Christian Missions is about Soul Salvation. Today we have syncretized the message of eternal life in Jesus the Christ with many social programs. Now I know I will/am wading into a muddy pool here, but follow me for a bit. We have syncretized our Christian Mission with social development. The very thing we fought about in the Christian culture wars of the early 20th century with liberal denominational churches we have instituted into our own vision of missions in the missional church today.

Fellow missionary Michael Pfuam serving in Zambia says it this way talking about “Syncretism in World Missions”

In “modern” mission work we come across the intentional “change of the bad circumstances” e.g. the fight
against poverty, fight for democracy, freedom from abuse … These are all good and noble attempts. In focusing on these, missionaries become developmental workers, diplomats and politicians. Home churches collect vast amounts of money for developmental projects and the “eternal soul of the lost” is no longer the central focus of their investment and mission-work.
Values of our secular society take over, leaving the focus of the great commission on the sidelines.

Quoting Hugh Thomas Kerr, “Missions is not about sociology but salvation;
not economics but evangelism;
not reform but redemption;
not culture but conversion;
not progress but pardon;
not the new social order but the new birth;
not revolution but regeneration;
not renovation but revival;
not resuscitation but resurrection;
not a new organization but a new creation;
not democracy but the gospel;
not civilization but Christ.
We are ambassadors, not diplomats.
(Wesley L. Duewel, Ablaze For God, Francis Asbury Press, Grand Rapids Michigan USA, 1989, page104-105.)

Today the church seems not to believe that the Gospel is able to save people from their sin on its own. It needs help and so we use social causes to win the hearts of people so that they can then “hear” the Gospel. Two observations is that the Scriptures are clear that the Gospel is powerful to save in and of itself. Christ and the Apostles did not establish social justice and social reforms to introduce the Gospel to people so that they could “hear it” or “see it” to be saved. Any relief Paul raised was for the starving Church in Jerusalem and not the whole world. Secondly, my observation is that very little real Gospel ministry gets done with the establishment of social relief. I would contend the church has gotten the cart before the horse. Social change takes many years but begins with heart change, a change of mind and only the Gospel of Jesus Christ can accomplish this.

In short Christian Missions is about getting out the message of Jesus Christ, not creating a better world, “the Kingdom of God.” And I would contend that the best way to continue to spread the Gospel is through home missions, i.e. indigenous missions.

We should be evangelizing here at home and incorporating the converts into the local church and teaching them the Word of God so that they in turn do the same thing. That is we should be making disciples who are making disciples…

The Western Church should be helping churches around the world to do this NOT by being the great white savior and going ourselves but instead supporting the equipping of the church in Africa, Asia, South America etc to do the work of making disciples in their cultures. They need sound teaching. They need Bibles. They need help with infrastructure like transportation etc. We need to partner with them to help them do the work that we will never be able to do effectively because of culture and language.

That is the mission of Hope Builders Ministries and why I (HIMAfrica/HIMIndia) have partnered with this ministry. We are a conduit of blessings from the Lord to the church in Africa, India and around the world helping to supply the needed training and Bibles and bicycles and material support they need to do the work in their culture and economy.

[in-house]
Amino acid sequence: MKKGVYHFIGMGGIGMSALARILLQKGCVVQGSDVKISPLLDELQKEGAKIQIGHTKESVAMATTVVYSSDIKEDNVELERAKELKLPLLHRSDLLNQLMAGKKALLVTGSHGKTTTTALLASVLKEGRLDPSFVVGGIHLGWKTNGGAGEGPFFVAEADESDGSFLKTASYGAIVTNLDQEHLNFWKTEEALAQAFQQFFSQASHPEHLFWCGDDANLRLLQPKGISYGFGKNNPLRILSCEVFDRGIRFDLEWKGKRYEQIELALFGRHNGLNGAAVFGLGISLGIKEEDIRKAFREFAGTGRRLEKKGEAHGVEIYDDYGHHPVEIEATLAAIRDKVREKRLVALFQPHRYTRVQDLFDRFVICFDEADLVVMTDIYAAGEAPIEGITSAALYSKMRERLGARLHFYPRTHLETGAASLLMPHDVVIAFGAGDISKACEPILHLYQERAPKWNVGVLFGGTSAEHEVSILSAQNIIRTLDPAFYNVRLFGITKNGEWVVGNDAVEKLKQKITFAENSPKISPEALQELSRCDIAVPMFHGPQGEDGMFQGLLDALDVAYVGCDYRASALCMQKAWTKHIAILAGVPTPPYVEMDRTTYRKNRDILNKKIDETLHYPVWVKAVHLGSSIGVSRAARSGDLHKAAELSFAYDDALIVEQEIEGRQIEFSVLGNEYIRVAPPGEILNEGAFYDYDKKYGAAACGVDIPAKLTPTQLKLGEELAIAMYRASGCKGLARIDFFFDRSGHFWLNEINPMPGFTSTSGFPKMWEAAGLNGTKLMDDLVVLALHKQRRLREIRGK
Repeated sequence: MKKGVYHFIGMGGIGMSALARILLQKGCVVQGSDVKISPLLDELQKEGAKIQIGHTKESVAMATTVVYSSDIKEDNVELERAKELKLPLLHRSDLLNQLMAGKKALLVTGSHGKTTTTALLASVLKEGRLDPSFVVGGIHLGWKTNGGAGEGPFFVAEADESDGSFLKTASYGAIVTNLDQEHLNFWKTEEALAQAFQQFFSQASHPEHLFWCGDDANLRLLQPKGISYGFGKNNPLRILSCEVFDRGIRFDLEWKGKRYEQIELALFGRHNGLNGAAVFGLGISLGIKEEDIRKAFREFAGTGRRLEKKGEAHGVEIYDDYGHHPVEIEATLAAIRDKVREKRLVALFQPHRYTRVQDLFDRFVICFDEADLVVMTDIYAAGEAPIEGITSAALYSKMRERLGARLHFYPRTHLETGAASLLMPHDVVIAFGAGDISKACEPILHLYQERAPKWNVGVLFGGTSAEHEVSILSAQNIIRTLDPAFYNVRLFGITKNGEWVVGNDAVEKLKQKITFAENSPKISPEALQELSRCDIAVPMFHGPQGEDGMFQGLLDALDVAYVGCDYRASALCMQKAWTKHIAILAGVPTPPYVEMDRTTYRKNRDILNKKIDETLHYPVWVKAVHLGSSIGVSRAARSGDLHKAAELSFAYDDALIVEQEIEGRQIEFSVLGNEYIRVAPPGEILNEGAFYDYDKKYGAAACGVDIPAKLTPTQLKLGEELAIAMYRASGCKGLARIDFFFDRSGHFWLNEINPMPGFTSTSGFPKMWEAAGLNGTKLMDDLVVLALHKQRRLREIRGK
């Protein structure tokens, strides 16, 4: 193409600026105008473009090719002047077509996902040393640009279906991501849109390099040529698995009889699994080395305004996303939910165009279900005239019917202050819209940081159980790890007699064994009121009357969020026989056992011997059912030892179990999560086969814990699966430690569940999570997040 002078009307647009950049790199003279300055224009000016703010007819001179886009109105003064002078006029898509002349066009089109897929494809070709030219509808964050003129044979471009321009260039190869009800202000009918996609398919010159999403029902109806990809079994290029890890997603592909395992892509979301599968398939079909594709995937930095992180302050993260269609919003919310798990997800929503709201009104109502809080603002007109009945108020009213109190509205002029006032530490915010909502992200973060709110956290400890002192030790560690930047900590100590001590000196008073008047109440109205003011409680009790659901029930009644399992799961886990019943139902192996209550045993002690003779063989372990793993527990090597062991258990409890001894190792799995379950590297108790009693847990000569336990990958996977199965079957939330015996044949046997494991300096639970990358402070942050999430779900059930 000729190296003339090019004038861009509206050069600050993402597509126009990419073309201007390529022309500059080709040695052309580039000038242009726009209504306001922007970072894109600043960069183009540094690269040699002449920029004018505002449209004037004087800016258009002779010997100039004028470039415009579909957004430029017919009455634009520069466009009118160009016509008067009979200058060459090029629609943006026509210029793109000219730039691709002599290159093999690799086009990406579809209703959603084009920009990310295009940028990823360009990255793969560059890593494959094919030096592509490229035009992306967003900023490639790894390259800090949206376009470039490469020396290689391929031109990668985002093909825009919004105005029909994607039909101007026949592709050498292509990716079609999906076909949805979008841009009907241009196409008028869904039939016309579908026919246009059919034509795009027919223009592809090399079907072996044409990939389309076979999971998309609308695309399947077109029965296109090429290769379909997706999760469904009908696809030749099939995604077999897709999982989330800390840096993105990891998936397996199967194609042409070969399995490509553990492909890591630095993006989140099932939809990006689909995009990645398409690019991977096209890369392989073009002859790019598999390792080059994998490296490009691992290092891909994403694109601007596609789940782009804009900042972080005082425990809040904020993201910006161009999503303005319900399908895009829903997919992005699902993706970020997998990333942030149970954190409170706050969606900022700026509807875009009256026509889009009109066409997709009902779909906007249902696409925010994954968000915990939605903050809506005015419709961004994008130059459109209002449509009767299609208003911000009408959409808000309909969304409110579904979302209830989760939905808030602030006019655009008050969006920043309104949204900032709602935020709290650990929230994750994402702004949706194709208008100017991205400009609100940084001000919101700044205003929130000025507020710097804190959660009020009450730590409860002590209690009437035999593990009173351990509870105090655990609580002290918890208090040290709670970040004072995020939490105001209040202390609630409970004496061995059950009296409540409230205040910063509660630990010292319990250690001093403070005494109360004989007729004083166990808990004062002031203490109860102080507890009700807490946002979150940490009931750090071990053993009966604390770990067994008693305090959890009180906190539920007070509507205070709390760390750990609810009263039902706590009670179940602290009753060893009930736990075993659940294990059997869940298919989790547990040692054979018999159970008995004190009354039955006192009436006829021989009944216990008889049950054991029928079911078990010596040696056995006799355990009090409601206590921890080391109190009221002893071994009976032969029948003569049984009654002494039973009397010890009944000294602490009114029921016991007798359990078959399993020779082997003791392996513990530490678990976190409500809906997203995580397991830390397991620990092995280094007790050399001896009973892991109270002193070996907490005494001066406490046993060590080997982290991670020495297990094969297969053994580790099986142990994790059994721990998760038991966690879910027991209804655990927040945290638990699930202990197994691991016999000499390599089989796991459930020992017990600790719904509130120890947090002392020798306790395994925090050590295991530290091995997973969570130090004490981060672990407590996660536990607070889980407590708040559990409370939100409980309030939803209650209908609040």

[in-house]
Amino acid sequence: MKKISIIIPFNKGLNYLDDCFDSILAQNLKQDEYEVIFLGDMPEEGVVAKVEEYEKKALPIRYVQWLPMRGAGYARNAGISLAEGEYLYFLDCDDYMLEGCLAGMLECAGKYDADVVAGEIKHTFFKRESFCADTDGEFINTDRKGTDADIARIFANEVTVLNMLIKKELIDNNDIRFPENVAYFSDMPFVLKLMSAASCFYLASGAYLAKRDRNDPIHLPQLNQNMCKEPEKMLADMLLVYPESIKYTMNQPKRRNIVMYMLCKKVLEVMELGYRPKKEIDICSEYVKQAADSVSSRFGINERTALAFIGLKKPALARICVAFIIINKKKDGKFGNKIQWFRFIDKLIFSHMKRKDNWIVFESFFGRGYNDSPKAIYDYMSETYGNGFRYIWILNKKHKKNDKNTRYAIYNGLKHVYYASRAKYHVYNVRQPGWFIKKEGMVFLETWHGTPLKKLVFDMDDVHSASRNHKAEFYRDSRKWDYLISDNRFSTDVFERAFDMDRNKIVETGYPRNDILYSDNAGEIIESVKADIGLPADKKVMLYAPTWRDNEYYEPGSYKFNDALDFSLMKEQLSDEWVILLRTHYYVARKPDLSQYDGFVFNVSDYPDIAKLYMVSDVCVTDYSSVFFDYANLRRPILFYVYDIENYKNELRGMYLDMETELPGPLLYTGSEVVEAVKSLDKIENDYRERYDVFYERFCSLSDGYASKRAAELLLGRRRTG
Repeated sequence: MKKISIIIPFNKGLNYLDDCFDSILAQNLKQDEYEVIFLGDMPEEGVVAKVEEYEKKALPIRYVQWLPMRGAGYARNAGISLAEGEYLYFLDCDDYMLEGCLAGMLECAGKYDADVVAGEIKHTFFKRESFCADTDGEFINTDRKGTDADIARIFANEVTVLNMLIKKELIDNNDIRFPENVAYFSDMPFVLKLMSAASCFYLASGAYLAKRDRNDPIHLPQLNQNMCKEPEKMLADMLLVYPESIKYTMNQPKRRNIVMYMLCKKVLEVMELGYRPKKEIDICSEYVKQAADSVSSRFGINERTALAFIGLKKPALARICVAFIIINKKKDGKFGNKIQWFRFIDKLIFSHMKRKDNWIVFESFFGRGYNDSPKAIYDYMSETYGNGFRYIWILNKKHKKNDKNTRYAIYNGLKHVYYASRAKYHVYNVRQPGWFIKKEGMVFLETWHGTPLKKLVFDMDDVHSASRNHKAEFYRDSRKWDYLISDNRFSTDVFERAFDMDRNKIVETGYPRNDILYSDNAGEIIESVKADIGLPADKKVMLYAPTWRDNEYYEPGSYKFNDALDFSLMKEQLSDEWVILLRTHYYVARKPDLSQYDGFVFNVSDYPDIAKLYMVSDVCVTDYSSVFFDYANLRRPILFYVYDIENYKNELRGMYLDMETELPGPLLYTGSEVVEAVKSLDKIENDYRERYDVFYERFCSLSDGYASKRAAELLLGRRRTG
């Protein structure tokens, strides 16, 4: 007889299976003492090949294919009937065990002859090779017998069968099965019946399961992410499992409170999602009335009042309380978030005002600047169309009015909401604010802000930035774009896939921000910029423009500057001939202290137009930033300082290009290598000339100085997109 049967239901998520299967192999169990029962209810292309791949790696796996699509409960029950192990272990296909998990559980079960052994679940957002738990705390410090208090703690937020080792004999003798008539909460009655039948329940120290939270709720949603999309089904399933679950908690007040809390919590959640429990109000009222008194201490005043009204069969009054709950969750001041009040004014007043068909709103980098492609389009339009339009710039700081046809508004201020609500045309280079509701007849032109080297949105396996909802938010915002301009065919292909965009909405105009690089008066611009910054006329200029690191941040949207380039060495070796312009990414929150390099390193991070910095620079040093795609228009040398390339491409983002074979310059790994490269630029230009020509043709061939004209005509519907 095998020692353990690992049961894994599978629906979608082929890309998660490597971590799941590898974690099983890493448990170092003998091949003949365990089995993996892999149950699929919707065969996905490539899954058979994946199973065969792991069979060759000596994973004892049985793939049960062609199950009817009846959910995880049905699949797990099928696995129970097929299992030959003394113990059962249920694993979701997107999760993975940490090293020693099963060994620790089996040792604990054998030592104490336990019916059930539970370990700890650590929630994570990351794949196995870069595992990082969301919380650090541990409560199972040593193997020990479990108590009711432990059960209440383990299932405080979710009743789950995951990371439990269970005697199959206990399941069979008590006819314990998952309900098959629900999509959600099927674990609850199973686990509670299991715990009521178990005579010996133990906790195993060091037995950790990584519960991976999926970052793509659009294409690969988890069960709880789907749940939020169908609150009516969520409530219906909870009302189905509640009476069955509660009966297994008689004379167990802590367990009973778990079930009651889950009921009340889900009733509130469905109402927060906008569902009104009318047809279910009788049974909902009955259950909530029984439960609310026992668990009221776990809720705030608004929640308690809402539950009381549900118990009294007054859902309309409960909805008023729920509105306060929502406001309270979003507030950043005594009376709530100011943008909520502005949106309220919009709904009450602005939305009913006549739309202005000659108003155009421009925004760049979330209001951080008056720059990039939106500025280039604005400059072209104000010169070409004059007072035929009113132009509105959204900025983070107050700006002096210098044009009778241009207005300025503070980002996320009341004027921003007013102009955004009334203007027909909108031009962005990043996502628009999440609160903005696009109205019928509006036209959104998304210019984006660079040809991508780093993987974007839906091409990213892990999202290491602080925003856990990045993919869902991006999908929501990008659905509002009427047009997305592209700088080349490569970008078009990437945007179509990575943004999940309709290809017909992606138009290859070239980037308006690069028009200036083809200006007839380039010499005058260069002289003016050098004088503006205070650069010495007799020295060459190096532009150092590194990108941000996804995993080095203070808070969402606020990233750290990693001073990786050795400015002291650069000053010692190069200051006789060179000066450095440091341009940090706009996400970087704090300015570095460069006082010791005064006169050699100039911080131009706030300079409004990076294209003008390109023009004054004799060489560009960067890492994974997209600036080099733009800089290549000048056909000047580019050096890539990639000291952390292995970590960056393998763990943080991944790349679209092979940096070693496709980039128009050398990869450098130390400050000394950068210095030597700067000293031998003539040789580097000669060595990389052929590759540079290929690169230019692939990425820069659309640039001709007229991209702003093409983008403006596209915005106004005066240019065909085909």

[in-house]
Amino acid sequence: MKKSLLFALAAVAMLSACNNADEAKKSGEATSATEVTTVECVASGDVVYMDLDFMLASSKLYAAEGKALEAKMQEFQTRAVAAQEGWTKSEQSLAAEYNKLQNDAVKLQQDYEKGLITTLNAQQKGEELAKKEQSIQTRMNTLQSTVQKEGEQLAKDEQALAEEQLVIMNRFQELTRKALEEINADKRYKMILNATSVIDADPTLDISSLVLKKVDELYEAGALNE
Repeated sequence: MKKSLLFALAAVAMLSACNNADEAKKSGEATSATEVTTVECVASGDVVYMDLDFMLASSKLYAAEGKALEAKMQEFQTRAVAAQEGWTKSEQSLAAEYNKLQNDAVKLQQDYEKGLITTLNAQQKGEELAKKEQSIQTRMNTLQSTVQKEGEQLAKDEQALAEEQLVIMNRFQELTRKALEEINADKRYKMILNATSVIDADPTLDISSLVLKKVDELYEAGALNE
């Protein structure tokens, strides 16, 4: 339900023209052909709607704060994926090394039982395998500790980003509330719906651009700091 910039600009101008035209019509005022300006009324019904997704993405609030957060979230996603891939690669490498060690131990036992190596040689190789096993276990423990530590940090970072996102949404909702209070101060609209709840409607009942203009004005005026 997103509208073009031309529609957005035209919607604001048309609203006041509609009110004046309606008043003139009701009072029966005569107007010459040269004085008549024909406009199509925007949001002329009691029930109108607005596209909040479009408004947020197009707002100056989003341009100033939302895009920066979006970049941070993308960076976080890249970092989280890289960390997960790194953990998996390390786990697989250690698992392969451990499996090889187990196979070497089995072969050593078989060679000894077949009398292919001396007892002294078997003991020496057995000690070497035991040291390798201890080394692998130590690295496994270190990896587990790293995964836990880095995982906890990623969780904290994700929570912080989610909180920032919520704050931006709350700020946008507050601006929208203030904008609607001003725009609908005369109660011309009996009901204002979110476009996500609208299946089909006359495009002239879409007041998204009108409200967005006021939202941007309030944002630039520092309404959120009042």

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Helpers in the Ministry (Philippians 2:19–30)

Helping Indigenous Missions:

Excellent picture of disciples in the making.

Originally posted on Pastor Joe Quatrone, Jr.:

Phil 2.19-30As we continue our study in Philippians, Paul is still discussing the submissive mind. He gives us a description of the submissive mind in the example of Jesus Christ (The Great Example, Phil. 2:1–11). He explains the dynamics of the submissive mind in his own experience (The Ins and Outs of Christian Living, Phil. 2:12–18). Now, he introduces us to two of his helpers in the ministry, Timothy and Epaphroditus. He knows that his readers will be prone to say, “It is impossible for us to follow such examples as Christ and Paul! After all, Jesus is the very Son of God and Paul is a chosen apostle who has had great spiritual experiences!” For this reason, Paul introduces us to two “ordinary saints,” men who were not apostles or spectacular miracle workers. He wants us to know the submissive mind is not a luxury enjoyed by…

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Ann Coulter is almost right. Missionaries are “idiotic” fools … for Christ’s sake.

Originally posted on A disciple's study:

from Theological Matters by Matt Queen

Christian narcissism annoys Ann Coulter. In a recent column, “Ebola Doc’s Condition Downgraded to ‘Idiotic,’” Ms. Coulter opines about the missionary work of a Samaritan’s Purse affiliated doctor and a SIM USA affiliated nurse in Africa by asking:

Why did Dr. Brantly [and his nurse] have to go to Africa? … Can’t anyone serve Christ in America anymore?

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Why Princeton wants to kill its cap on giving students As

Originally posted on Quartz:

Back in 2004, Princeton was lauded for a policy attempting to reduce the steady upward march of grades at the university; it recommended that departments give no more than 35% of their students A-range grades. It may now reverse the decision after a faculty report (pdf) (endorsed by the school’s president) released on Aug. 7 found that the policy had a range of unintended, negative consequences.

Faculty will vote on the proposal this fall, and could roll back the previous standards as soon as October.

The report recommends that the numerical targets be removed, and that standards be set by departments individually. It wasn’t because it didn’t succeed in reducing grade inflation. Fewer As were awarded, and departments grew more (but certainly not entirely) aligned on grading.

But the policy only accomplished part of its goal—it failed to make grades a more accurate reflection of the quality of work.

Standards vs. quotas

According to the report…